War Story is set in 1916 and chronicles Second Lieutenant Oliver Paxton’s first few weeks as a member of the Royal Flying Corps. He’s not a likeable character and fails to charm his fellow pilots. The ludicrous events and silliness of the young men are a stark contrast to the daily deaths and disasters. Robinson’s knowledge of the planes and the war are impressive. The boys, for they were scarcely more than that, behave as if they are still at public school. They return from flights to swim, play cricket and embark on complicated practical jokes. Yet scarcely half a mile away the British Army are living in misery and squalor in the trenches.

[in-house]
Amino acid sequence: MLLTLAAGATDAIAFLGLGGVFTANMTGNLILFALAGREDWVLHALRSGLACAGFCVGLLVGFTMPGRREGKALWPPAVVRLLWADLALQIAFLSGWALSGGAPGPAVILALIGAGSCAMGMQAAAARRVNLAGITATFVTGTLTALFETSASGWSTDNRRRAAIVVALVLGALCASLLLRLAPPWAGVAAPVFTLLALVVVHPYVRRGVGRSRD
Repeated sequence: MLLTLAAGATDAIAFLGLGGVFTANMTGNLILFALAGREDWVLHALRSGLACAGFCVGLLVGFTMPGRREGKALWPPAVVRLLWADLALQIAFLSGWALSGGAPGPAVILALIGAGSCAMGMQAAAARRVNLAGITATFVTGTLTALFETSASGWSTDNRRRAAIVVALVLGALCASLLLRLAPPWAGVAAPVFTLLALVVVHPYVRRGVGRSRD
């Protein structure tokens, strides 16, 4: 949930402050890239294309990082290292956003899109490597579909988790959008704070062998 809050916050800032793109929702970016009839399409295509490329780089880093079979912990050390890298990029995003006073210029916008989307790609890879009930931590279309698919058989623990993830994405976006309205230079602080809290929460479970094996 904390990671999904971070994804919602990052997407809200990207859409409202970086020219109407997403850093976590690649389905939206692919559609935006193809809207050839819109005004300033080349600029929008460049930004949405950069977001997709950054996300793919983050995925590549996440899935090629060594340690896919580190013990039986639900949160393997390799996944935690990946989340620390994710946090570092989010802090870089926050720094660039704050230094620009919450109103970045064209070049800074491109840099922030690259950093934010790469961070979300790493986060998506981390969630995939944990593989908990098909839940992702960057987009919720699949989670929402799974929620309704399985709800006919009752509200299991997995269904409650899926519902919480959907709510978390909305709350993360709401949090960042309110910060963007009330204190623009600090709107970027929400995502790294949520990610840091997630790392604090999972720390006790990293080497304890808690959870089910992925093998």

This is a great book. Robinson’s gripping narrative kept me reading until the book was finished. The humour made me smile, but the horror of the war – the needless deaths, the stupidity of the generals, the casual courage of the RFC – all that is now imprinted on my memory. This is an exceptional read, and I intend to buy the rest of Robinson’s books. I recommend you do the same.